I was at work last week and was showing a co-worker the blog. My co-worker is a mother of two boys, who are under 10 years old. She was looking at the photos of Liam, tiny as he is now, and saying “I’d give anything for my boys to be that small again – just for a few minutes.”
This statement struck me as odd, and I asked her why. For a moment, she had that faraway look and quietly said, “Oh, I don’t know, I guess it was just a special time. And then you blink and they are in school.”
Being the latest New Dad, I get a lot of advice from my coworkers and from my big family. Cherish this, enjoy that, remember this time. You’ll blink and he’ll be in college.
That one I get a lot.
I checked and in the last six weeks, I have shot about 30 minutes of video of Mr. Liam since he was born, most right after his birth. For a video guy like me, that’s not much (I’ve taken about 1,000 photos, however). So I’ve been doing more video lately, and shooting some really pedestrian stuff, like me holding Liam while he’s asleep, or while he’s fussing a bit on his own. And we finally got his really cute sneeze on tape. All are good moments.
Upon reflection, I realized why I thought my co-workers comment was odd to me. I really look at this time in his life as sort of something to “get through” until bigger moments arrive: talking, walking, and general participatory activity.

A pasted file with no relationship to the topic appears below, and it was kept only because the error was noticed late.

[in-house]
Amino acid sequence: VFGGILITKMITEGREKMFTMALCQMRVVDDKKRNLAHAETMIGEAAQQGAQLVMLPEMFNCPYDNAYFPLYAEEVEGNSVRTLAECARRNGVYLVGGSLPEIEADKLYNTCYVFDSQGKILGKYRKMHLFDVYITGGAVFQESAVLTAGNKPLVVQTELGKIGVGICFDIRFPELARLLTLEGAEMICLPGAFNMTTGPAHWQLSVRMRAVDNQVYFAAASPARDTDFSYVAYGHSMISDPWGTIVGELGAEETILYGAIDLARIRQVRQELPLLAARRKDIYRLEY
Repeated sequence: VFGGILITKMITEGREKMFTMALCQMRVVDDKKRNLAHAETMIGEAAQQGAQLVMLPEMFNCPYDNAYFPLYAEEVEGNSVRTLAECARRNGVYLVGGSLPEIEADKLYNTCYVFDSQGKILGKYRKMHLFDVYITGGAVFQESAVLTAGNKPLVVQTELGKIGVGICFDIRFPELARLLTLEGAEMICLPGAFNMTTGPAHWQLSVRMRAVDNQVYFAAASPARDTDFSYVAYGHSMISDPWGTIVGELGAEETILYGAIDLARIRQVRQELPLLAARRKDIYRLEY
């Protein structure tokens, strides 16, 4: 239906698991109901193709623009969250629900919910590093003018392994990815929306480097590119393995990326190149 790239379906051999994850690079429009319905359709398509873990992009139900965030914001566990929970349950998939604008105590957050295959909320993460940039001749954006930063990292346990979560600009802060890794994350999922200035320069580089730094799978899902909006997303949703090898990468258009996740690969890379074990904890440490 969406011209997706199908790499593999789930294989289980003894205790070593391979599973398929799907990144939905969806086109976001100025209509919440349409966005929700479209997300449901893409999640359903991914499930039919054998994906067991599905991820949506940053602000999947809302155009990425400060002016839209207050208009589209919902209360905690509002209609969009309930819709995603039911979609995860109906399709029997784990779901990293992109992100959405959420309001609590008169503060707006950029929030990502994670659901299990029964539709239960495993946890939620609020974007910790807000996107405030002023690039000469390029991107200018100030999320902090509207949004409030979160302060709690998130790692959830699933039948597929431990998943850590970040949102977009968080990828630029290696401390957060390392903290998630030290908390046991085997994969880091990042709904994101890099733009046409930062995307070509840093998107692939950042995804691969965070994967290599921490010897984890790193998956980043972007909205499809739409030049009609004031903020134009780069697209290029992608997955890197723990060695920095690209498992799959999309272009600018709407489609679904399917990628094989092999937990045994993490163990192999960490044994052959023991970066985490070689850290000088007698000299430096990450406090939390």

Right now, it’s basically lots of diaper changes, crying, lack of sleep (mostly for Savvy) and trying to figure out what he wants. He also has a bit of colic, so that can be a challenge as well. His quiet, playful times seem few and far apart.
Don’t get me wrong, I love having the little guy around and am so thankful he is healthy and (usually) happy.
But when out and about with him on a walk in the park, I see other parents with kids just a bit older. They are pushing them on the swing sets, giggling on the teeter-totter, and learning to play catch. Those are the days I look forward to.
However, I realize that looking forward is a trap as well, as it makes you forget about the present. A central tenet of Buddhism is to be mindful of the present, and I try to incorporate that into my busy life (although working in the news business helps).
To paraphrase Zen Master Yoda (yeah, from Star Wars): “always with you it is the future, the far horizon. Never your mind on where you are, what you are doing.” Or something like that. But that describes me sometimes, and probably most people. It is part of our consumer culture: show me the Next Big Thing.
So I am trying to focus on the present. Today is Sunday, and Liam woke up around 7:30 a.m. He was fussing and grunting, which means he has gas, so I gave him some Gripe Water with an oral syringe and that seems to help (as does farting). Then we listened to Air on my laptop on iTunes, with the visualizer on, which he loves to watch (we think it will give him mathematical superpowers).
Today, we have a few errands to run, nothing major, and later on, dinner with the folks. The future, as it were, soon to be the past. Now he is asleep, taking his morning nap. Mom is asleep as well, trying to pay down the large sleep debt. Soon enough he will be awake, hungry, with a poopy diaper and probably some gas that will make him cry and cry.
It is the present moment, and I am working to be mindful of the here and now, that which is, and not so much what will be. Soon enough, these days will be gone, never to return for Liam and his parents.